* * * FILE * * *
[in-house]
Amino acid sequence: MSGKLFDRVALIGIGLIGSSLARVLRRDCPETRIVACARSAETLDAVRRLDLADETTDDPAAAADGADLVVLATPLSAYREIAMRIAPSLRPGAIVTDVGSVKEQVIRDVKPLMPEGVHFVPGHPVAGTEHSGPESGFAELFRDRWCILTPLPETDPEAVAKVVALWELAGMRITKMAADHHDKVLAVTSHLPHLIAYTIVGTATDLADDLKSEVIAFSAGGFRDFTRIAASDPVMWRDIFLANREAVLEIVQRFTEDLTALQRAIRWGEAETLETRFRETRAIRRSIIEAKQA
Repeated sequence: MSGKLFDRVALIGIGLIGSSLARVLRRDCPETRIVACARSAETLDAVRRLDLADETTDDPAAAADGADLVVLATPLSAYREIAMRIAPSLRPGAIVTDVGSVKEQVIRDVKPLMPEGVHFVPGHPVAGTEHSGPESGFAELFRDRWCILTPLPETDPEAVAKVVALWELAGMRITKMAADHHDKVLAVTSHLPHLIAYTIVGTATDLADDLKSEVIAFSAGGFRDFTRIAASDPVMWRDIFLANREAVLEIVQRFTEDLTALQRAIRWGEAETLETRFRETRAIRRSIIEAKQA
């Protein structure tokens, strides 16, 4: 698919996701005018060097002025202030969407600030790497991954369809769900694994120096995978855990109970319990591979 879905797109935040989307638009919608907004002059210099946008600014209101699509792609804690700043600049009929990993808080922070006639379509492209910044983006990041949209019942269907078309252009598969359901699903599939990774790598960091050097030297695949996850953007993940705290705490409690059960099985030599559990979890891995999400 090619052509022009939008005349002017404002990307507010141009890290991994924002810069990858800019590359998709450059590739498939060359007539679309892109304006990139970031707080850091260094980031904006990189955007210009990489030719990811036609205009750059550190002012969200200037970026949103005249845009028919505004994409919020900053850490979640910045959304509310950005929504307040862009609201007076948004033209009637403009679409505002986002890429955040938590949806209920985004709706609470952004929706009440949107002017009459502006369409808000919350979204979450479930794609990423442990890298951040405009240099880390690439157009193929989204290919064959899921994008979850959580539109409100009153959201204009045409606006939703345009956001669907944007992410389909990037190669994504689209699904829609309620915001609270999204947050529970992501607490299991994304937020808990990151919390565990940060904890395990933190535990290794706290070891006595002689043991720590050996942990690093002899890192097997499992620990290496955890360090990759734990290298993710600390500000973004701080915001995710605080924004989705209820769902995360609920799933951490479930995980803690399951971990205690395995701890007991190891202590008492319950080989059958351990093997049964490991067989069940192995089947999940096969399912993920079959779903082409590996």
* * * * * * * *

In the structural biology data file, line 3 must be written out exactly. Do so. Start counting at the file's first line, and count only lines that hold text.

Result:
Repeated sequence: MSGKLFDRVALIGIGLIGSSLARVLRRDCPETRIVACARSAETLDAVRRLDLADETTDDPAAAADGADLVVLATPLSAYREIAMRIAPSLRPGAIVTDVGSVKEQVIRDVKPLMPEGVHFVPGHPVAGTEHSGPESGFAELFRDRWCILTPLPETDPEAVAKVVALWELAGMRITKMAADHHDKVLAVTSHLPHLIAYTIVGTATDLADDLKSEVIAFSAGGFRDFTRIAASDPVMWRDIFLANREAVLEIVQRFTEDLTALQRAIRWGEAETLETRFRETRAIRRSIIEAKQA